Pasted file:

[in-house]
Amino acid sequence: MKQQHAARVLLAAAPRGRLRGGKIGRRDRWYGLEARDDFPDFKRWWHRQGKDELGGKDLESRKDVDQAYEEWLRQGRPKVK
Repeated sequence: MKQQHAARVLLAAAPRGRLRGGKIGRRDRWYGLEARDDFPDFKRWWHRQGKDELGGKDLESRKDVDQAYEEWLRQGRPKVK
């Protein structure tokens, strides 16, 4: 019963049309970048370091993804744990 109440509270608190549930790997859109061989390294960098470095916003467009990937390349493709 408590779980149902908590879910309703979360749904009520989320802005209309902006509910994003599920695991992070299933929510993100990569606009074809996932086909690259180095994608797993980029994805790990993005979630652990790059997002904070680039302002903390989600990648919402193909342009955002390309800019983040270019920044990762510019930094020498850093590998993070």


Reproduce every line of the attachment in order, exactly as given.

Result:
[in-house]
Amino acid sequence: MKQQHAARVLLAAAPRGRLRGGKIGRRDRWYGLEARDDFPDFKRWWHRQGKDELGGKDLESRKDVDQAYEEWLRQGRPKVK
Repeated sequence: MKQQHAARVLLAAAPRGRLRGGKIGRRDRWYGLEARDDFPDFKRWWHRQGKDELGGKDLESRKDVDQAYEEWLRQGRPKVK
């Protein structure tokens, strides 16, 4: 019963049309970048370091993804744990 109440509270608190549930790997859109061989390294960098470095916003467009990937390349493709 408590779980149902908590879910309703979360749904009520989320802005209309902006509910994003599920695991992070299933929510993100990569606009074809996932086909690259180095994608797993980029994805790990993005979630652990790059997002904070680039302002903390989600990648919402193909342009955002390309800019983040270019920044990762510019930094020498850093590998993070």